The Natick Commission on Disability is designed to look out for town residents. Anyone can file an accessibility complaint with this seven-member body, which reviews these issues and works towards more inclusive and accessible solutions.
Paul Carew has served as Natick’s Americans with Disabilities Act (ADA) Coordinator for the past 14 years. In this role, he is the first person to receive complaints about accessibility. These include sidewalks without a curb cut, a lack of mobility in town forests, and missing signs or faded markings in a handicap parking space. After receiving complaints, Carew travels to the area of the problem and performs an initial inspection. He summarizes these issues and resolutions and brings up unresolved problems to fix at meetings of the Commission on Disability, of which the ADA Coordinator is always a member. A disabled veteran himself—and Natick’s Director of Veteran Services, among a host of related positions—Carew is one of four disabled members of the Commission.
In addition to Carew’s reports, each monthly meeting of the Commission includes a report from Chair Lori Zalt and Treasurer Aaron Spelker.
The Commission had a recent win: it secured a grant to conduct a professional audit of Natick to identify accessibility concerns in multiple areas of the town. This inspection started with the busiest public buildings in town, such as the post office, schools, and town hall. They will look at open spaces, including sports fields, tennis courts, and playgrounds next.
In fact, building more accessible playgrounds is a goal of the Commission’s. Currently, the closest 100% accessible playground is in Sudbury. Carew remembers being wowed by this structure. “It was amazing. They had everything a normal playground had, plus it was safe,” he recalled. In order to qualify as fully accessible, a playground must be “completely flawless as far as movement and stepping,” said Carew. It must be navigable by people in wheelchairs and those with mobility aids such as crutches and walkers, who need to be able to get in, out, and around the playground without tripping.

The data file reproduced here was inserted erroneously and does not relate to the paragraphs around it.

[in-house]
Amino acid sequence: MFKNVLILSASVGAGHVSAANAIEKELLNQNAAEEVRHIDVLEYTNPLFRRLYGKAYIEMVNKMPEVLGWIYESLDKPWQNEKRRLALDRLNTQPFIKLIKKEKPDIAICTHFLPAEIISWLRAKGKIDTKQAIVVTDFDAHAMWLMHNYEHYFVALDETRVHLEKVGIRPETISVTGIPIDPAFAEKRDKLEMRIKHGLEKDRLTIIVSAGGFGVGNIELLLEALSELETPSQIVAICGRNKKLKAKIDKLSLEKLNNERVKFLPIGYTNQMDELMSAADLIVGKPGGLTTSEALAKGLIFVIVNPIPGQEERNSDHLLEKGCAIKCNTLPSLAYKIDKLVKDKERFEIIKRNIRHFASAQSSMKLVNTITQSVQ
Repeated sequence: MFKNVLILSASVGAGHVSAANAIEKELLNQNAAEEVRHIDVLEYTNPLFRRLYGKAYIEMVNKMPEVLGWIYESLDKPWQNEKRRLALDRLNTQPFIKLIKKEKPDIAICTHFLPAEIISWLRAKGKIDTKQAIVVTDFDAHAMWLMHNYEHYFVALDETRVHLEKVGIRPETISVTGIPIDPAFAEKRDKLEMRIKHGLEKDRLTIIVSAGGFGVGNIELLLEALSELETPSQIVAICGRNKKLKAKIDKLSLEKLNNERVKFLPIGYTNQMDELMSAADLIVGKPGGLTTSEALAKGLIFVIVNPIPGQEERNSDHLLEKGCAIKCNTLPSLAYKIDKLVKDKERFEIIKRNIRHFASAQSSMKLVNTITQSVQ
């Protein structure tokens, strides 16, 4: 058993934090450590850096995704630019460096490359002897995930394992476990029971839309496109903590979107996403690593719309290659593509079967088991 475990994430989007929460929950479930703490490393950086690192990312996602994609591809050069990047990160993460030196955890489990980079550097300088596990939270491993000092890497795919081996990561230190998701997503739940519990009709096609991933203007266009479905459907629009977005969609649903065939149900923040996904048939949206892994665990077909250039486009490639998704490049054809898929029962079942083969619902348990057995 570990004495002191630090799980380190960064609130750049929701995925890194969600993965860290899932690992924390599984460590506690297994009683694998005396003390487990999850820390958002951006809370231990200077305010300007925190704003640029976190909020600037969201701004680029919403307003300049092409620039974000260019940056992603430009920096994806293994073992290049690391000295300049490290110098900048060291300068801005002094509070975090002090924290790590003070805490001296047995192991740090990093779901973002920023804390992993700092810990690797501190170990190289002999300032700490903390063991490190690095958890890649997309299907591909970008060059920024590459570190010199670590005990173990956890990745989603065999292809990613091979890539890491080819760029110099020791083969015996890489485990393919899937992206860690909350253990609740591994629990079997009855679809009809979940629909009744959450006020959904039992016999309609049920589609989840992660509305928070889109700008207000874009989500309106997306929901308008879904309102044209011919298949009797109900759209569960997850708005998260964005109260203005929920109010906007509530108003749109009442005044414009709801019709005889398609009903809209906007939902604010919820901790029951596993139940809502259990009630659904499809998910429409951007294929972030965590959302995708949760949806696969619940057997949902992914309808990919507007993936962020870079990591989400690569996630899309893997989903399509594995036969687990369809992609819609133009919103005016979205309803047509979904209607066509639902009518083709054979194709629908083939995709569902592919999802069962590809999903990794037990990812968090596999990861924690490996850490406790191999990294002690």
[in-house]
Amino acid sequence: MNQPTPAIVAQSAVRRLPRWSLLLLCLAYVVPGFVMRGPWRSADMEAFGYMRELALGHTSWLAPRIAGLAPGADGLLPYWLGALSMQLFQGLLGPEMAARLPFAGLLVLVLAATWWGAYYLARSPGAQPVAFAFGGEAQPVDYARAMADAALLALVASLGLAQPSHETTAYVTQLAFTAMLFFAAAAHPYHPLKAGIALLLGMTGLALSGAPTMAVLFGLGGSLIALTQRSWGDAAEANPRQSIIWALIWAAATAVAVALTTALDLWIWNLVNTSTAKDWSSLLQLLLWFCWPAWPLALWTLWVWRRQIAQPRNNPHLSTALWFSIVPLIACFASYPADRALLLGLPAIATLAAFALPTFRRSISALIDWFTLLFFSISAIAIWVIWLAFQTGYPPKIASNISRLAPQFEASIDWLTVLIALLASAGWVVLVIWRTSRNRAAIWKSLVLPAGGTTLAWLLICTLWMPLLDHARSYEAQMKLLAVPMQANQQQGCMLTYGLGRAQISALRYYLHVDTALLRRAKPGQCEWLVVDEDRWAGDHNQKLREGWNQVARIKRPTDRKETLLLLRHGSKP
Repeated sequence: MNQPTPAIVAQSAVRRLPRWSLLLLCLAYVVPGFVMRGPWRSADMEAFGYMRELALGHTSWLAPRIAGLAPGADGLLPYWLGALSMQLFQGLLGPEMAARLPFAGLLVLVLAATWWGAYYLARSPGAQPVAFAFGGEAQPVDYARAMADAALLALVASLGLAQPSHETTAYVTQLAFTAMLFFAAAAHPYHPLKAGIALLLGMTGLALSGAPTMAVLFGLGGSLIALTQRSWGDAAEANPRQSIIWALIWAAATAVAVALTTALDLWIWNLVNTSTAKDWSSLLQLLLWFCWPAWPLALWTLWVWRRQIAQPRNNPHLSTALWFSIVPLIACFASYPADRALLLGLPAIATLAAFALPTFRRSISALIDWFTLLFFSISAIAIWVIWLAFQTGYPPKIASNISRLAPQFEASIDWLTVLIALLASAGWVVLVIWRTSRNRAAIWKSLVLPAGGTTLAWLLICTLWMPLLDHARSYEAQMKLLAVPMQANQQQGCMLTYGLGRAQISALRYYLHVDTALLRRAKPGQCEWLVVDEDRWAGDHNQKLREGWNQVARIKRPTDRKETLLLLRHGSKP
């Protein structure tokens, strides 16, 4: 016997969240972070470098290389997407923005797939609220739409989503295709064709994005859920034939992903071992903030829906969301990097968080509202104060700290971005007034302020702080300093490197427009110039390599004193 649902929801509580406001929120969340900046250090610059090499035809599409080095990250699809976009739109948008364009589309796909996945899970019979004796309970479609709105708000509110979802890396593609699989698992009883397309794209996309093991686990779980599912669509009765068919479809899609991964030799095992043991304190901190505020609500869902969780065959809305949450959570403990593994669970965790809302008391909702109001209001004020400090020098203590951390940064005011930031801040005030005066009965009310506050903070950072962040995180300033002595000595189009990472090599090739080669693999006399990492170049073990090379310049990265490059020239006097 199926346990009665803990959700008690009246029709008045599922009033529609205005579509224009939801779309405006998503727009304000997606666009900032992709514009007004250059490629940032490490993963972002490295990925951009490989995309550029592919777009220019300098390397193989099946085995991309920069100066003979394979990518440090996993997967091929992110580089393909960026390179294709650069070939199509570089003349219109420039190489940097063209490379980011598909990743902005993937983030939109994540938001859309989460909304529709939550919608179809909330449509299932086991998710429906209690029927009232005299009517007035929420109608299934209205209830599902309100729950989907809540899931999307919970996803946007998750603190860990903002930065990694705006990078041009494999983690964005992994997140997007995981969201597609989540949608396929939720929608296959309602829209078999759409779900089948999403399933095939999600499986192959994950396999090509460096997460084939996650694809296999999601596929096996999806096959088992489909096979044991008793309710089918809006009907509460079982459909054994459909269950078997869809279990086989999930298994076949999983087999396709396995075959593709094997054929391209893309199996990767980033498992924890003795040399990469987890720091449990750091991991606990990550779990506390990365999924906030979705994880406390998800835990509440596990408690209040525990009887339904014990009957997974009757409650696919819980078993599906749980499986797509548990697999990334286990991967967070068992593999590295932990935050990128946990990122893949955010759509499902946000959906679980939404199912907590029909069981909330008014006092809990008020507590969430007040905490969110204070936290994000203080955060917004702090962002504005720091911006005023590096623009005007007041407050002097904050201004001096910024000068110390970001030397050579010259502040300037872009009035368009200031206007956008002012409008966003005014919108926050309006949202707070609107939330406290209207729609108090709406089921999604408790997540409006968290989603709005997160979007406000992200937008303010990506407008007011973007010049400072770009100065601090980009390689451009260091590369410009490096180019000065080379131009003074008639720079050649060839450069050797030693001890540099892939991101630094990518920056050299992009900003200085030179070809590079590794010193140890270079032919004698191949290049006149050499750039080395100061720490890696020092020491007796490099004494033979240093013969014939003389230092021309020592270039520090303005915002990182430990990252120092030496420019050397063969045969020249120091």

The playground project is something the Commission hopes to get involved in, but it is currently working on another important goal: making Natick’s bathroom doors more accessible.
Most public bathroom doors around town are not in compliance with the law. For instance, they don’t have an automatic door opener that can be reached by a person in a wheelchair on at least one bathroom for each gender. It is incredibly embarrassing for individuals who use wheelchairs to have to ask for help getting into the bathroom, Carew said.
Even once they’ve gotten the door to the bathroom open, people in wheelchairs often face more accessibility issues. Stall doors are often not wide enough for a wheelchair to squeeze through. Further, there are often no sinks low enough to be reached from a wheelchair.
According to Carew, the town government is very responsive when he brings up accessibility issues and possible solutions.
The Commission is working to engage more with the public. It has tables at events like Natick Days, and recently launched a redesigned website thanks to the efforts of three Natick High School students. These changes give Carew hope for the future of the Commission on Disability, which has far fewer members now than it once did.
Carew said the majority of Natick residents are unaware that they have a Commission on Disability to serve their needs. He urges people to reach out about any issues they encounter.
Carew can be reached at 508-647-6545 or firstname.lastname@example.org
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